• Abstract: In the period of the Soviet rule public finances formed the basis of the national economy and, consequently, were the key factor determining the relationship between the Central power and the regions. Beginning with the proclamation of the sovereignty of the Russian Federation in 1 99 1 the role of the Center and the regions changed. The State has reduced its influence on the national economy, largely due to the reduction of the share of the GDP reallocated through the Central budgetary system. In 1 999 the volume of the budgetary reallocated product made only 14- 1 5% of the total. The relationship between the federal budget and the system of the regional finances became very complicated and oblique. The state economic sector has decreased, power has become decentralized in Russia.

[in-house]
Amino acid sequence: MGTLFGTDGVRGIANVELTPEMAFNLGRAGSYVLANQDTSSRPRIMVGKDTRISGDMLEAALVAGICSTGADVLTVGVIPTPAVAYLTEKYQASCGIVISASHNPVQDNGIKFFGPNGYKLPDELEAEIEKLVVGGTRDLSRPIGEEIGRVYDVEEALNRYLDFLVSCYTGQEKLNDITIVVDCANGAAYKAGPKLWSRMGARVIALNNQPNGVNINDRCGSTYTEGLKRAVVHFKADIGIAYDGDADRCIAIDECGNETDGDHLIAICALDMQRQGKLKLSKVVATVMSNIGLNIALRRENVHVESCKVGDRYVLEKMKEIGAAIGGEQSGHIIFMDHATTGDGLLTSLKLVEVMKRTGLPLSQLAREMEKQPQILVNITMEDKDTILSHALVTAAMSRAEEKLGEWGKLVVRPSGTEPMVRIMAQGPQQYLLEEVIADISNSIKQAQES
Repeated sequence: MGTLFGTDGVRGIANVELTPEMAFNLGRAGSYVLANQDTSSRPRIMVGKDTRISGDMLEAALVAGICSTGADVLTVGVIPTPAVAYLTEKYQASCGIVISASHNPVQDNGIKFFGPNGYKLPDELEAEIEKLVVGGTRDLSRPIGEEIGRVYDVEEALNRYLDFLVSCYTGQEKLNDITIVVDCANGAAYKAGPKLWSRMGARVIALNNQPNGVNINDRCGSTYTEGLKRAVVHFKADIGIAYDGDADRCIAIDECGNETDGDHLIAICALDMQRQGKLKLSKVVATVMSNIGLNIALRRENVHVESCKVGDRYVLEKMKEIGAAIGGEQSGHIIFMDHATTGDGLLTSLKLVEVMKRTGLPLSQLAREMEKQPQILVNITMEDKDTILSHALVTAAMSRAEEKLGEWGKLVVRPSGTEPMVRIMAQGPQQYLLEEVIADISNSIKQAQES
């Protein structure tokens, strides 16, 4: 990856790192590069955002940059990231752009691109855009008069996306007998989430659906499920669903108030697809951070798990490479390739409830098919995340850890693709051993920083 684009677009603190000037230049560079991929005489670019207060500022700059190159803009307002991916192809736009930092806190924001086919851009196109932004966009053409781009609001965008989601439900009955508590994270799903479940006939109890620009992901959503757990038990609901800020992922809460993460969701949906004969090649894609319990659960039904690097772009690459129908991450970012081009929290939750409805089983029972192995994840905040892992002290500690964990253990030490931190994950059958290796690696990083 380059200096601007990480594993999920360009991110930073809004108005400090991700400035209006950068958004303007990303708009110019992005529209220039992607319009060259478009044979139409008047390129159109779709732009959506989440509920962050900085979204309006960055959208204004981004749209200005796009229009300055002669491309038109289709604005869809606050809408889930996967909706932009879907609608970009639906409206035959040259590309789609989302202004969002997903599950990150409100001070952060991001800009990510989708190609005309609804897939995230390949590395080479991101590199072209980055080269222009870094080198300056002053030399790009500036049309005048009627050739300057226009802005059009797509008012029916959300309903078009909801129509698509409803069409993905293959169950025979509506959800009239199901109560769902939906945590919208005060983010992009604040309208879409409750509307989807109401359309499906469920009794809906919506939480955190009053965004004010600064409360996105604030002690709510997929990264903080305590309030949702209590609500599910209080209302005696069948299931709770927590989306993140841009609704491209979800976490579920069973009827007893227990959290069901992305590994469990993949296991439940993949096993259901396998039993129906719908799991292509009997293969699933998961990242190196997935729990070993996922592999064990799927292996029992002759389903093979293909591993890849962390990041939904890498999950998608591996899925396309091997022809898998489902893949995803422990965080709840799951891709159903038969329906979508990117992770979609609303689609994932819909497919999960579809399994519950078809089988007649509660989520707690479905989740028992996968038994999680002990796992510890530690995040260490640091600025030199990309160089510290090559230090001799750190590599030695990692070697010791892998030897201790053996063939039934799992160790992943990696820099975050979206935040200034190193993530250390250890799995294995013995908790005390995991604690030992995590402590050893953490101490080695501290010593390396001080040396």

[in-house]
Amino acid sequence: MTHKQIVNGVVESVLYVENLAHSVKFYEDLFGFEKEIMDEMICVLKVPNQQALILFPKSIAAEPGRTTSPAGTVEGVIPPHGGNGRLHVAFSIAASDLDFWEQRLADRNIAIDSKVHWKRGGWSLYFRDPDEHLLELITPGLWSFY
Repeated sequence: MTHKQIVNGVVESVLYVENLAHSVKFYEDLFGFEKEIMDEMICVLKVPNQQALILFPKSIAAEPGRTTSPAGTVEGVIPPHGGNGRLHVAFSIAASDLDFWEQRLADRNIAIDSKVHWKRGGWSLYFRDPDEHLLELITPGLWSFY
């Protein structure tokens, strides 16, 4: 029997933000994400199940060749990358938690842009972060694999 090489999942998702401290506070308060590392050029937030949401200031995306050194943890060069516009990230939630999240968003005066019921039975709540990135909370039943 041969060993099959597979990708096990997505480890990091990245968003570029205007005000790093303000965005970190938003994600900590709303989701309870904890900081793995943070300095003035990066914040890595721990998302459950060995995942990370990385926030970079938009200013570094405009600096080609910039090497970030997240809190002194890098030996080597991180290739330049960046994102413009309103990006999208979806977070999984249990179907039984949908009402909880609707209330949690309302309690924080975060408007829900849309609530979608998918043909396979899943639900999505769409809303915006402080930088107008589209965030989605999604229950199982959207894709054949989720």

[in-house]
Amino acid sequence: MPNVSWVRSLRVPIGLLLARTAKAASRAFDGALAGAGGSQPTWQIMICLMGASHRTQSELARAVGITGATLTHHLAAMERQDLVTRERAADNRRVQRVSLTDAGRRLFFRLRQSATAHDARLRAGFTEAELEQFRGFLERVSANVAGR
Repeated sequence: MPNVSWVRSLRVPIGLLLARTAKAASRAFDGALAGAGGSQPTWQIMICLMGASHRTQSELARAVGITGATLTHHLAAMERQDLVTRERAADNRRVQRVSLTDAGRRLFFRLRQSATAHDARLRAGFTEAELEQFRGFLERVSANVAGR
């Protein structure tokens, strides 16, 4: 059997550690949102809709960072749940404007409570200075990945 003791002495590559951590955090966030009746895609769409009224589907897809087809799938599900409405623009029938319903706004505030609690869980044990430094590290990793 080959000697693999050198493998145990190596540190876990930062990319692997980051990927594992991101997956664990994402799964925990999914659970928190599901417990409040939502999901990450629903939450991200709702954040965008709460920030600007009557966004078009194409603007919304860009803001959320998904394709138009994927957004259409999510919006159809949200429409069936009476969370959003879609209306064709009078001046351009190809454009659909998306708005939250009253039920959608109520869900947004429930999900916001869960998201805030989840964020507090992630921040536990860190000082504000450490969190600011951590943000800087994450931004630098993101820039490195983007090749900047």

• Topic: Security, Economics, Regional Cooperation
  • Political Geography: Russia, Europe, Asia, Soviet Union
  • Publication Date: 03-1999
  • Content Type: Working Paper
  • Institution: EastWest Institute
  • Abstract: Over the past decade the South Caucasus region has faced bloody internal conflicts in Nagorno-Karabakh, Abkhazia and to a lesser extent South Ossetia. It continues to display potential for instability as Armenia, Azerbaijan and Georgia exhibit the combined characteristics of war-torn societies and countries in transition. Given the geostrategic importance of the Caucasus and the strong interests of regional and international powers—particularly in the potential energy output—renewed armed confrontations would have serious economic, political and security implications across national borders. Moreover, spill-over into other volatile zones could bring about the open intervention of powerful neighbors, such as Iran, Iraq, Russia and Turkey, and could threaten larger peace and security arrangements.